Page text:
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Liang Ah Fai and His Imperial Palacio

by Miriam and Pacheco, Lorena Pacheco

Personal Perspectives

Fall Volume: 2006 Issue: 13(3) page(s): 5, 33, and 34


Few granddaughters are as proud of their grandfather as we are. But this is his story, not ours. It is a story of the first Chinese restaurant in Tijuana, Mexico; and a story of the finest Chinese Cuisine in that city. It is a story of sacrifice and work, love and legacy. It is a love that lasted more years than we are old, a legacy that lingers on into the 21st century.

The given name of our grandfather was Liang Ah Fai, but he was more commonly known as Rafael Leon Mak. With various issues in mind, his Chinese name was changed to a Spanish one when he came to Mexico. That was long before he was the owner of a famous restaurant, the first Chinese Restaurant in Mexico’s Tijuana. It was some time before he took a Mexican lady some twenty years his junior as his second wife.

Grandfather's restaurant opened in 1960. It grew so much that an entire second floor was needed and added in 1980. His Palacio stayed in business for thrity-eight years until 1998. It was beautiful. Its dragon window is still there showing all that his was a fancy Chinese restaurant.

Grandfather’s Restaurant Palacio Imperial was the most visited Chinese restaurant in Tijuana. It closed in 1998, three years after his death. Many customers were sad when he died and sad once again when the restaurant closed. That was understandable because his customers partook of the most delicious cuisine created by its head chef. Yes, that chef was my Cantonese grandfather, Rafael Leon Mak. He came to Mexico from what is now called Guangzhou to escape a civil war. He left China as a teenager speaking no Spanish and no English. He went alone to Mexicali and found work there as a laborer.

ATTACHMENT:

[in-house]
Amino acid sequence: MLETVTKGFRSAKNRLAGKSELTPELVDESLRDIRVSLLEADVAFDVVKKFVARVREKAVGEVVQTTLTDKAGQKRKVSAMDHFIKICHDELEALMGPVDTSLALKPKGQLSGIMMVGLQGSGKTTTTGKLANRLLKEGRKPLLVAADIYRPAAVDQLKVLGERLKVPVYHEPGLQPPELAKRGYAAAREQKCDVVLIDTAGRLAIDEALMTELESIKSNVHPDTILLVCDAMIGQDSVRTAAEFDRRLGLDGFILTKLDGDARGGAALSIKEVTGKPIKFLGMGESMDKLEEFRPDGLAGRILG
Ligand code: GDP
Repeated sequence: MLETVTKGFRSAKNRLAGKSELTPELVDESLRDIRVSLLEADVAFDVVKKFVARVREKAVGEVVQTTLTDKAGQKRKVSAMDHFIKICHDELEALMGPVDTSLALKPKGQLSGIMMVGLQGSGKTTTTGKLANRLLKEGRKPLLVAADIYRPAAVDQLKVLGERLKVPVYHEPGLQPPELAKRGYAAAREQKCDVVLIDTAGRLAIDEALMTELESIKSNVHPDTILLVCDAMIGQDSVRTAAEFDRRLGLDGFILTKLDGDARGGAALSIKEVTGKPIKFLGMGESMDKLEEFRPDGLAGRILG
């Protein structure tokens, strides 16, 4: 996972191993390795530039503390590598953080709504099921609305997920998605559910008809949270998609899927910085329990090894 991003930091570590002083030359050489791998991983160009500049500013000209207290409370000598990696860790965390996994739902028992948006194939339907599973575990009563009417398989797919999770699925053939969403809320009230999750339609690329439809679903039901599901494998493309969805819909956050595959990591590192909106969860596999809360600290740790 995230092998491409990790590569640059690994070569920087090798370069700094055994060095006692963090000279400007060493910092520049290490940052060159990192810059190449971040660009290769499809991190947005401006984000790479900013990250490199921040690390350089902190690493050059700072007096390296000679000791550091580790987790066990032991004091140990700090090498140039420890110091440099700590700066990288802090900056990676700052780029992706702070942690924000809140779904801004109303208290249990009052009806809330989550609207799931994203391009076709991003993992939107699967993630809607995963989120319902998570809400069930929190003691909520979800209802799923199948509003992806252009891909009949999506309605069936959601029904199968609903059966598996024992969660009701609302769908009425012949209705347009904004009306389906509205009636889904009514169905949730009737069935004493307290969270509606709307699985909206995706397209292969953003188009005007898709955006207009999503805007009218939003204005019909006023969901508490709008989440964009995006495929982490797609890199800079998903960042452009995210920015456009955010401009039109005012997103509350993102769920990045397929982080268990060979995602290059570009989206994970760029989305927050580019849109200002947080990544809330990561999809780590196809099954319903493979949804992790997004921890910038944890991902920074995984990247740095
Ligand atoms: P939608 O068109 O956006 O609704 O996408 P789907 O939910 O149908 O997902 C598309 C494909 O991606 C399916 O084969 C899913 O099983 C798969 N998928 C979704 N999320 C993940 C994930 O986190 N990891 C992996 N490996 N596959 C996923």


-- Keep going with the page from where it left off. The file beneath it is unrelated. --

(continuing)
There are things to read about my Chinese grandfather. He and his restaurant were often topics in articles in the local newspaper. He was mentioned several times in a Spanish-language book about the Chinese in Mexico. And, he was pictured and written about in a Chinese-language book authored by Stephen A. Chang. That book was called Famous Chinese Around the World. It was published in 1966 by the World Chinese Publishing Company in Mountain View, California. Mr. Chang said grandfather was "already a successful Chinese chef and a well-known businessman." He also wrote about grandfather as president of the Chinese colony in Tijuana, and as the most successful Chinese man in the city.

Our grandfather was responsible for bringing many Chinese to Mexico. With the help of his young wife, he brought many hundreds of Chinese to the land of our birth. His wife, our Mexican grandmother, could and did sign their immigration papers.

Grandfather was the force behind the construction and operation of ever so many Chinese restaurants, most in Tijuana, others in Mexicali or elsewhere in Mexico. He was the force behind others opened by them or their children who emigrated to southern California. As best we can estimate, grandfather spawned some three hundred Chinese eateries; many are still in existence.